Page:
Your centre of gravity shifts as the baby grows, which causes your posture to change. The abdominal muscles become stretched and may weaken, causing back pain. This can lead to a noticeable "sway-back" appearance causing back pain. The pressure on the sciatic nerve or on a spinal disc can also cause radiating pain through the hips, buttocks and legs.  

Prevention of Back Pain During Pregnancy

Listed below are preventive measures you can implement to help reduce the occurrence of back pain during pregnancy:  

  • Maintain a reasonable amount of activity and include exercises to strengthen your back and abdomen as recommended by your physician or physical therapist.

  • If prolonged sitting is required, take frequent breaks to stretch the legs and back.

  • Practice good posture to reduce the strain in the lower back. Standing as straight as possible, keeping the shoulders back and relaxed, can do this.  If possible, in sitting position keep the feet slightly elevated. Choose a chair with good back support or use a small pillow for support and change the position frequently.

  • To pick up things you should squat down using your knees and keep the back straight. Avoid positions that require twisting and bending movements and also any activities that are painful.

  • Avoid wearing high heel shoes and instead wear ‘sensible shoes' with low heels and good arch support.

  • Wear a support belt under your lower abdomen, later in your pregnancy.

  • Get a sufficient amount of sleep. Practice relaxation techniques to keep your stress level down. Sleep on one side of the body rather than on the back with the knees bent. If needed, place a pillow around the abdomen for extra support and between the knees to keep the spine aligned.

Management of Back Pain During Pregnancy

If you experience back pain, consult Dr Alexander to discuss your options. Two common approaches are physiotherapy and massage therapy for control of the pain.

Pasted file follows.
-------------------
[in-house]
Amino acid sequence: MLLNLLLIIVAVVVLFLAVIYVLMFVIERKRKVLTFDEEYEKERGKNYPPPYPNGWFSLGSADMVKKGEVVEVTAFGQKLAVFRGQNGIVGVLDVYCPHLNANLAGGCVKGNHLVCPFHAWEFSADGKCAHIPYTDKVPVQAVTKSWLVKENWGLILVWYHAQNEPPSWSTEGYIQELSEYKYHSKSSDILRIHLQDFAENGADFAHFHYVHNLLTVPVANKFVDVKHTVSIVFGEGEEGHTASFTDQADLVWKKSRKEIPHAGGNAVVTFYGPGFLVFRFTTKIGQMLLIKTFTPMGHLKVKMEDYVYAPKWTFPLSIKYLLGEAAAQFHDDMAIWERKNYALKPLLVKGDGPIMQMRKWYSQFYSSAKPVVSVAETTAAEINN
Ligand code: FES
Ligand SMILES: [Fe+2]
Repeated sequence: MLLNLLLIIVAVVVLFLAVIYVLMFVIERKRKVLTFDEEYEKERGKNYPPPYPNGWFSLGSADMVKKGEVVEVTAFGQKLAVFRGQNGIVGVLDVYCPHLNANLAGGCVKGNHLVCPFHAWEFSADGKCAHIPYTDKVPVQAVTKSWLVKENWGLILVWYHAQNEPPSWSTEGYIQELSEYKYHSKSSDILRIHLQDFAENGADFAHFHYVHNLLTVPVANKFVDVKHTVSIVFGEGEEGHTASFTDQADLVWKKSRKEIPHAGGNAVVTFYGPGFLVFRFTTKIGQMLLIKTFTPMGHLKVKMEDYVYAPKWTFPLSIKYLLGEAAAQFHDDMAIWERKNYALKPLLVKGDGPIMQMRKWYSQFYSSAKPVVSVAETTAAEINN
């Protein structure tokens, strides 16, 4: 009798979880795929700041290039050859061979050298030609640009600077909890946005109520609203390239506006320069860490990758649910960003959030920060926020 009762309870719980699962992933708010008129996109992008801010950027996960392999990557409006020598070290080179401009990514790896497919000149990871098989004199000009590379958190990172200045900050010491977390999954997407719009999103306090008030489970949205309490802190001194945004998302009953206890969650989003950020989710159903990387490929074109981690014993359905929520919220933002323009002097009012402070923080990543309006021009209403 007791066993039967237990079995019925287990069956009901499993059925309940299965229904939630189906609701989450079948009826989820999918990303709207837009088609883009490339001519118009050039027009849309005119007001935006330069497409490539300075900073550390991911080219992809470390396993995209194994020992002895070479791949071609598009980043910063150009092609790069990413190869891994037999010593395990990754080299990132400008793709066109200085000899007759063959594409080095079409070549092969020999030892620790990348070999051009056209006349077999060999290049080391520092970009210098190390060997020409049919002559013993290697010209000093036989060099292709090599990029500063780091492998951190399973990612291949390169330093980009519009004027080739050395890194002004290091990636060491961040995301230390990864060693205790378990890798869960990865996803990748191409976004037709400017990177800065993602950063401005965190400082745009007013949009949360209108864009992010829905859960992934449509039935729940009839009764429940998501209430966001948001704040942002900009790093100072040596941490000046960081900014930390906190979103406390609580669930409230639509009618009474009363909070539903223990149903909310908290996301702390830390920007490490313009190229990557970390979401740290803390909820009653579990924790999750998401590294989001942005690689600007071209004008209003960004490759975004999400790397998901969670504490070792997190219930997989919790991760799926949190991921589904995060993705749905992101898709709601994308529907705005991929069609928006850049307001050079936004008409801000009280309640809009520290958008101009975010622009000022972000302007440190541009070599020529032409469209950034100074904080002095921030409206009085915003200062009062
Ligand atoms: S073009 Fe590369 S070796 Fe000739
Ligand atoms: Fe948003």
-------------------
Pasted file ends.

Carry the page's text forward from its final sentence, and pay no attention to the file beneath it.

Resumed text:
You can also consult a physiotherapist without a referral. The physiotherapists and massage therapists are skilled and experienced in treating pregnancy-related back pain.

Commonly recommended therapies for managing pregnancy - related back pain include

  • Hot or cold therapy,

  • A warm bath,

  • Hot bags, or

  • An ice pack.

Dr Alexander is  experienced and specifically trained to manage pregnancy-related back pain safely and effectively.

Referred experienced and highly skilled physiotherapists to determine the best treatment can do an initial assessment. Often, the treatment plan includes massage therapy, special exercises, posture instruction, stretches and other pain-relieving techniques.  

Physiotherapy Programs

As your pregnancy progresses, a physiotherapy program may be recommended to manage any discomfort.

Specific pelvic–floor and lower back exercises also may be prescribed to reduce the pain and improve the strength.

Massage therapy can help relieve the discomfort of pregnancy-related back pain and also help with stress, tension, and pregnancy-related anxieties and provide comfort to the expecting mother. The therapists available are highly skilled and experienced in treating musculoskeletal pain during pregnancy.

Back Pain or Labour

If you experience a dull, cramping lower back pain, it can be a sign of preterm labour.

If severe and sudden back pain occurs along with fever or vaginal spotting or bleeding, call Dr Alexander right away.